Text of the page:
"Tell the hiring manager that you work for both green dollars and personal satisfaction dollars," Sollman says. "Lately you've had a deficit in personal satisfaction dollars and you want a chance to try something new."
3. Put the issue out there
Ask the interviewer if he or she sees any positives or negatives to your candidacy based on your higher qualifications. Get the issue on the table so it can be addressed, Mathison suggests.
4. Use your accomplishments
"Tell the hiring manager that you're proud of your accomplishments and you have proven to yourself that you can perform at a more senior level," Sollman said. "Now you're not interested in chasing titles and promotion. You want to make a contribution at a compelling company."
5. Distance yourself from your higher qualifications
Be empathetic to those parts of the hiring manager's jobs -- indicate that you have a clearer understanding of what a manager needs from their people.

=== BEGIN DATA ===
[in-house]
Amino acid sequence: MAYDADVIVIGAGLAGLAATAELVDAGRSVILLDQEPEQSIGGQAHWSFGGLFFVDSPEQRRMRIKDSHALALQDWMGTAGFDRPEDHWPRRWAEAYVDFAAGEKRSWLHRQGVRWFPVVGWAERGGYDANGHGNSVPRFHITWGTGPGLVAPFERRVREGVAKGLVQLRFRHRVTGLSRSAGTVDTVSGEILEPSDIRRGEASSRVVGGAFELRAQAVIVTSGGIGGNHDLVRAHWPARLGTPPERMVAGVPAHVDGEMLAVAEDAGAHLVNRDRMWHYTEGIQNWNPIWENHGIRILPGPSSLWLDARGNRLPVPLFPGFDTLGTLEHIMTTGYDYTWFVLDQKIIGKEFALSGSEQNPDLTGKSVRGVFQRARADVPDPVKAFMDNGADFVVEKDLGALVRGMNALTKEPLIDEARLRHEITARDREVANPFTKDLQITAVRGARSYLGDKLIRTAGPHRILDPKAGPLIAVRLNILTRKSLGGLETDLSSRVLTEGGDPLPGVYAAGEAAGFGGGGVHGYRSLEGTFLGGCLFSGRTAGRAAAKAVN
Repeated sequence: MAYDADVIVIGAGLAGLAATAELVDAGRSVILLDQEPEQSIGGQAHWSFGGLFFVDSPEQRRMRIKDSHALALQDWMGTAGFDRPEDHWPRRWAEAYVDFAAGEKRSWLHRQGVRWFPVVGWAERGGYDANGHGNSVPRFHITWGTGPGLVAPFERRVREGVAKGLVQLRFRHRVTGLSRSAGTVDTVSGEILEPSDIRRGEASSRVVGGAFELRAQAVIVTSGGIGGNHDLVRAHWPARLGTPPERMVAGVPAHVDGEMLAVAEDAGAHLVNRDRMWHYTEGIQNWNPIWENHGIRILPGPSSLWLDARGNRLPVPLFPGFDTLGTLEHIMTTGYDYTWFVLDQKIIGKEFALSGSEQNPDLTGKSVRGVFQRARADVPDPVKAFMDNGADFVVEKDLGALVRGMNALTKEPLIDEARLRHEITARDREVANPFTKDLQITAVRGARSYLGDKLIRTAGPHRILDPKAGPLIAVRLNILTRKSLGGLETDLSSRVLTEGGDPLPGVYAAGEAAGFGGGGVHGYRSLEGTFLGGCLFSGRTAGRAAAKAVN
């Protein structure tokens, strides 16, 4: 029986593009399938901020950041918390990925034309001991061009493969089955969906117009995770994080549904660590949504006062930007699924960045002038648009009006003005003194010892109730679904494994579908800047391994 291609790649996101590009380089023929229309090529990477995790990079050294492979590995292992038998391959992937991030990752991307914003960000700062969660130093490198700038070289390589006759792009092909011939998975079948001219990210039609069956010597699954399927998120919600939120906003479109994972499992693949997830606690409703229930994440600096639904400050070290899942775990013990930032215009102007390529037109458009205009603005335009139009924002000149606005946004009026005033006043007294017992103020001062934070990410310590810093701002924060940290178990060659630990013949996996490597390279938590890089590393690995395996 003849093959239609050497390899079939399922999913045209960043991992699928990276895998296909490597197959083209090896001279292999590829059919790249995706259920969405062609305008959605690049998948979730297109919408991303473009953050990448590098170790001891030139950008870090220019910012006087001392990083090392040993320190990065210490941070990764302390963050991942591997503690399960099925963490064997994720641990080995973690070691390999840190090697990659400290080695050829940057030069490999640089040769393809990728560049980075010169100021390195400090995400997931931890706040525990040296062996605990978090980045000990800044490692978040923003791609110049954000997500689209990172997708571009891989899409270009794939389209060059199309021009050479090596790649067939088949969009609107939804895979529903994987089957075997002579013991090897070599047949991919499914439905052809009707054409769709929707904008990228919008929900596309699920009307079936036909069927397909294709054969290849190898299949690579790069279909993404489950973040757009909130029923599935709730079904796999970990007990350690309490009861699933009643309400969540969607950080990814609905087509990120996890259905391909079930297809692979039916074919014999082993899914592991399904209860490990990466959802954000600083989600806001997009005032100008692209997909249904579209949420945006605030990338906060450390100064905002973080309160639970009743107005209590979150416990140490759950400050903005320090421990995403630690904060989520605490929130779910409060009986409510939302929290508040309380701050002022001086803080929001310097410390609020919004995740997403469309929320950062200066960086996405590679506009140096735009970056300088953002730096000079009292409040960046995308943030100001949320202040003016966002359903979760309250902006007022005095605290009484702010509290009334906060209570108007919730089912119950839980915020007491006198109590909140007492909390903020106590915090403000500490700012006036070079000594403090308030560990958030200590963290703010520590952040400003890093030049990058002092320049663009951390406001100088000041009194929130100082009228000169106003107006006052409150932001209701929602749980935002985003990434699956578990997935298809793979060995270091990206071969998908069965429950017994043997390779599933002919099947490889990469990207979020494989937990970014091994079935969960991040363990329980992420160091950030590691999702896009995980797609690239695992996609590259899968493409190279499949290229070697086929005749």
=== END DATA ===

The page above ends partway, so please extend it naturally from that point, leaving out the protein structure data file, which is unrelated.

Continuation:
"For example, say you were a manager and are applying to an individual contributor job," Mathison said. "Tell the hiring manager that you are looking for a job that would give you more hands-on technical work and give you a break from the people management and corporate politics."
6. You want to learn
If you've held more senior positions at a different kind of company or in a different industry, tell the hiring manager that the best way to really learn about a new industry is from the bottom up, Sollman says.
7. Make a commitment
"Tell the employer that you know that job hopping is a major 'don't' in the business world. Say that barring unforeseen circumstances, you are ready to make at least a two-year commitment to the company," Sollman suggests.